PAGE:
Becoming Un-Insult-Able

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Dear friends,

 

I’ve become fascinated by the psychology of insults. Over the years, if I kept a list of the insults I’ve been called, it would be long and sometimes entertaining. I’ve been called most of the ethnic insults in Ethiopia, KKK, a pimp, a dangerous liberal, etc. Whenever I write about something even remotely controversial, I can expect to be insulted by someone — often someone with a sweet slogan on their platform like “Shine a candle in the darkness.”

 

Why do people use insults?

 

Insults are colorful, undigested ways of saying, “I’m angry” or “I hate you” or “I’m superior to you” or “I’m afraid of you.” They’re attempts to express negative emotion and intimidate and belittle the other person into believing they’re less — less than “us,” less than human, less than whatever is supposed to be the standard.

 

So why not just say, “I hate you” instead of “You’re a piece of sh*t” or “F*ck your mother”? Perhaps people feel like the associations are more personal and thus more painful. After all, insults are weaponized words, words meant to attack, to tear into you and tear you down.

 

I think we all need to practice becoming un-insult-able. And with practice, I believe this is actually possible. How do we do it?

 

Here’s the move: the un-insult-able person recognizes that the insulter is always talking primarily about themselves when they insult: “I hate…” “I am angry…” “I am afraid…” “I am out of control…” Rather than something about me, the insult is a clue that another dear person is unable to process their emotions and convictions in a healthy, problem-solving way. An insult is fundamentally a self-revelation, a window into the self.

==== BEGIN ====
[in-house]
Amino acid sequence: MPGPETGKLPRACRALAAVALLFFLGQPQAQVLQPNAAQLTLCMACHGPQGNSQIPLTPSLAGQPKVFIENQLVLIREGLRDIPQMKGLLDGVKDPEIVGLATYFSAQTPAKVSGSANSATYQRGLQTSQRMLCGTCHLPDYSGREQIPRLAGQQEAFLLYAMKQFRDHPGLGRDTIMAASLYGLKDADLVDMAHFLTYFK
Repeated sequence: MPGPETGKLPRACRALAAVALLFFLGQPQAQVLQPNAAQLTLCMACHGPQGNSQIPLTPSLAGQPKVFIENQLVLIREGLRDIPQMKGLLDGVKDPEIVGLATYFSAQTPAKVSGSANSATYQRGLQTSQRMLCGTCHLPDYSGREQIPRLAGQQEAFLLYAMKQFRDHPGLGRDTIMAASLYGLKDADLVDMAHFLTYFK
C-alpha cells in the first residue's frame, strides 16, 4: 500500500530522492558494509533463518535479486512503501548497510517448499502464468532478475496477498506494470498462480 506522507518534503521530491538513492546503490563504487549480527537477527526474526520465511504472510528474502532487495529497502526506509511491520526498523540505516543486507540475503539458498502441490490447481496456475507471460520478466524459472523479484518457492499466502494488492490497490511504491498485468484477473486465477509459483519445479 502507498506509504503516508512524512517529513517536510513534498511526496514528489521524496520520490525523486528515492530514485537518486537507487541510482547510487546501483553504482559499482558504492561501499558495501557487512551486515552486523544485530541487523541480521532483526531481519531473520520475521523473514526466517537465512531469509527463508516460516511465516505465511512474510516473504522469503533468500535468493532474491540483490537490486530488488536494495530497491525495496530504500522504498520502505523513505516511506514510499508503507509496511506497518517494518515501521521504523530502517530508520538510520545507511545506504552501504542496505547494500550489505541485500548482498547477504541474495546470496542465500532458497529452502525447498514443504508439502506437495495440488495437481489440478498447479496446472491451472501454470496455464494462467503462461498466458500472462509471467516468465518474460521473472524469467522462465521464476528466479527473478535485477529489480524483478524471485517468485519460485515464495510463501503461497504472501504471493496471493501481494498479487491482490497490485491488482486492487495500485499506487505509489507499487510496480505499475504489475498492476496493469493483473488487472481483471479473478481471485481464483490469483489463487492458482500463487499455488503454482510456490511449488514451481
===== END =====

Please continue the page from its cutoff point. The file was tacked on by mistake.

Counter-intuitively, then, the insult can become a trigger for empathy. When I get insulted, I’m encountering an angry or hateful or hurting person. That is, I’m encountering a person who is out of control and off balance with their better self — a person in need of healing.

 

My response, then, shouldn’t be to take offense at their ugly words (they’re not really talking about me) or to allow the insulter to control me into copying their cheap talk. My response should be compassion: this precious neighbor hasn’t found a way to use language in a more controlled, constructive way that says meaningful things and resolves problems for our shared benefit.

 

This response also leads to self-awareness. I too can want to insult others or to insult back those who insult me first. I too am tempted to weaponize language. And this means that there are places in me that are unresolved, where I’m out of control, off balance, alienated from myself and in need of healing.

 

And this leads to further empathy for the other. We’re in this journey of being human together, even if some of us are trying harder to get better. We are not fundamentally us vs them; we are us, when we’re honest.

 

I’m working on becoming an un-insult-able person: a person who can’t be insulted and who doesn’t insult others. The heart of this liberating practice is to recognize that the insult is always about the person doing the insulting and to respond with compassion and an invitation to real communication.

 

The next time you’re insulted, see it as an opportunity to care for your neighbor rather than an excuse to attack them.

 

Liberating work in progress.

 

“Bless those who curse you.” Jesus (Luke 6:28)

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